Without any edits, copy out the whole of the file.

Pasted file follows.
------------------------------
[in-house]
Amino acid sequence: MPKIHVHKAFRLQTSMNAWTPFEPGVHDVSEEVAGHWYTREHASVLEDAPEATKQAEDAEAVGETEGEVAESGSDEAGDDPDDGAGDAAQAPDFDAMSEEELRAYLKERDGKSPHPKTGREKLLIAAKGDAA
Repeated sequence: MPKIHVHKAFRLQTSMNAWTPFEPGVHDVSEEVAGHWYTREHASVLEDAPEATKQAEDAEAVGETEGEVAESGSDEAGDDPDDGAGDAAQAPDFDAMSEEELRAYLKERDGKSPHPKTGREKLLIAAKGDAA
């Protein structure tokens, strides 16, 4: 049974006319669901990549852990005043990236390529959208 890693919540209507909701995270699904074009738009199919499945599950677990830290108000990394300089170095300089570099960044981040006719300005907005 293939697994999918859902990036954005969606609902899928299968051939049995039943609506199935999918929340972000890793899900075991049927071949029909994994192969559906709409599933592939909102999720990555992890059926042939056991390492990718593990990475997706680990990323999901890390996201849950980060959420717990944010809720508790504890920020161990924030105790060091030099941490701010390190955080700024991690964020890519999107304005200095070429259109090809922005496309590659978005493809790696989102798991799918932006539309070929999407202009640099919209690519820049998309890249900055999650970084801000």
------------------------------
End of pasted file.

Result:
[in-house]
Amino acid sequence: MPKIHVHKAFRLQTSMNAWTPFEPGVHDVSEEVAGHWYTREHASVLEDAPEATKQAEDAEAVGETEGEVAESGSDEAGDDPDDGAGDAAQAPDFDAMSEEELRAYLKERDGKSPHPKTGREKLLIAAKGDAA
Repeated sequence: MPKIHVHKAFRLQTSMNAWTPFEPGVHDVSEEVAGHWYTREHASVLEDAPEATKQAEDAEAVGETEGEVAESGSDEAGDDPDDGAGDAAQAPDFDAMSEEELRAYLKERDGKSPHPKTGREKLLIAAKGDAA
């Protein structure tokens, strides 16, 4: 049974006319669901990549852990005043990236390529959208 890693919540209507909701995270699904074009738009199919499945599950677990830290108000990394300089170095300089570099960044981040006719300005907005 293939697994999918859902990036954005969606609902899928299968051939049995039943609506199935999918929340972000890793899900075991049927071949029909994994192969559906709409599933592939909102999720990555992890059926042939056991390492990718593990990475997706680990990323999901890390996201849950980060959420717990944010809720508790504890920020161990924030105790060091030099941490701010390190955080700024991690964020890519999107304005200095070429259109090809922005496309590659978005493809790696989102798991799918932006539309070929999407202009640099919209690519820049998309890249900055999650970084801000």